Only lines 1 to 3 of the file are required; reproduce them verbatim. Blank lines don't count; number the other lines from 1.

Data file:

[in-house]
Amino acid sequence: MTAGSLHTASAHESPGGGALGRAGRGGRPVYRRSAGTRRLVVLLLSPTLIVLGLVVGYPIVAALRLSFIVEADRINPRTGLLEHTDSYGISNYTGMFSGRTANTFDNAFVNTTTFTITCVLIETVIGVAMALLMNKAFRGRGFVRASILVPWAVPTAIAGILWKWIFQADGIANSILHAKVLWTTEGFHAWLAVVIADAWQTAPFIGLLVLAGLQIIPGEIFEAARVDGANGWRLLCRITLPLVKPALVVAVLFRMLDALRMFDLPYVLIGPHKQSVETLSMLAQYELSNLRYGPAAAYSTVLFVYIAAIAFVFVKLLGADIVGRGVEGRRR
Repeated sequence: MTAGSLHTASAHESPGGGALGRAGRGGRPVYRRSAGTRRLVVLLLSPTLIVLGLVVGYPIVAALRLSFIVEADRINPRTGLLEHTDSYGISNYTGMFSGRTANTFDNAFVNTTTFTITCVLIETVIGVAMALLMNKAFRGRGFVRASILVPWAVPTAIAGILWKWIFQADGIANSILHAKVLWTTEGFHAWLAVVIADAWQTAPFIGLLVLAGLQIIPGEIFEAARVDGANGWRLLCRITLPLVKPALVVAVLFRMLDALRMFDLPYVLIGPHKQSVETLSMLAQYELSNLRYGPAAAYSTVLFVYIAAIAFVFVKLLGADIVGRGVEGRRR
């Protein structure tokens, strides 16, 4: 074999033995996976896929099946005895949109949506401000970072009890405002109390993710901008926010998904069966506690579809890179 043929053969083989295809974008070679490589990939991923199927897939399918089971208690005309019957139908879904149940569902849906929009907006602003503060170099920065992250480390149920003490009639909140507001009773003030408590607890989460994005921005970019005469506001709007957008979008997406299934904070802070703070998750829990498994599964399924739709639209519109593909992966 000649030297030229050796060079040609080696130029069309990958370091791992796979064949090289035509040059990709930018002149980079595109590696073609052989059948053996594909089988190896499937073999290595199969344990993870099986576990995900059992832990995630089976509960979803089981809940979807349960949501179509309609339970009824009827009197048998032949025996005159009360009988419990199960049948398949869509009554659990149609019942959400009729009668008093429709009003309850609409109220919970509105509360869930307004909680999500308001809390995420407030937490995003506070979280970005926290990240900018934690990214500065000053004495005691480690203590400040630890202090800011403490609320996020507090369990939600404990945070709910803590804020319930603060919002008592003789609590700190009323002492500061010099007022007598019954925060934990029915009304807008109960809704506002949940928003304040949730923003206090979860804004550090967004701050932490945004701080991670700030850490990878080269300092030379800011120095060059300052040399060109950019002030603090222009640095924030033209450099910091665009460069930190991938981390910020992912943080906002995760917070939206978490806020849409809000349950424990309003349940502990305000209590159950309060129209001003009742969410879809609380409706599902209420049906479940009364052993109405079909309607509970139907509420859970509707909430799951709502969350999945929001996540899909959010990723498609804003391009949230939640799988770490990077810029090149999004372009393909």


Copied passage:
[in-house]
Amino acid sequence: MTAGSLHTASAHESPGGGALGRAGRGGRPVYRRSAGTRRLVVLLLSPTLIVLGLVVGYPIVAALRLSFIVEADRINPRTGLLEHTDSYGISNYTGMFSGRTANTFDNAFVNTTTFTITCVLIETVIGVAMALLMNKAFRGRGFVRASILVPWAVPTAIAGILWKWIFQADGIANSILHAKVLWTTEGFHAWLAVVIADAWQTAPFIGLLVLAGLQIIPGEIFEAARVDGANGWRLLCRITLPLVKPALVVAVLFRMLDALRMFDLPYVLIGPHKQSVETLSMLAQYELSNLRYGPAAAYSTVLFVYIAAIAFVFVKLLGADIVGRGVEGRRR
Repeated sequence: MTAGSLHTASAHESPGGGALGRAGRGGRPVYRRSAGTRRLVVLLLSPTLIVLGLVVGYPIVAALRLSFIVEADRINPRTGLLEHTDSYGISNYTGMFSGRTANTFDNAFVNTTTFTITCVLIETVIGVAMALLMNKAFRGRGFVRASILVPWAVPTAIAGILWKWIFQADGIANSILHAKVLWTTEGFHAWLAVVIADAWQTAPFIGLLVLAGLQIIPGEIFEAARVDGANGWRLLCRITLPLVKPALVVAVLFRMLDALRMFDLPYVLIGPHKQSVETLSMLAQYELSNLRYGPAAAYSTVLFVYIAAIAFVFVKLLGADIVGRGVEGRRR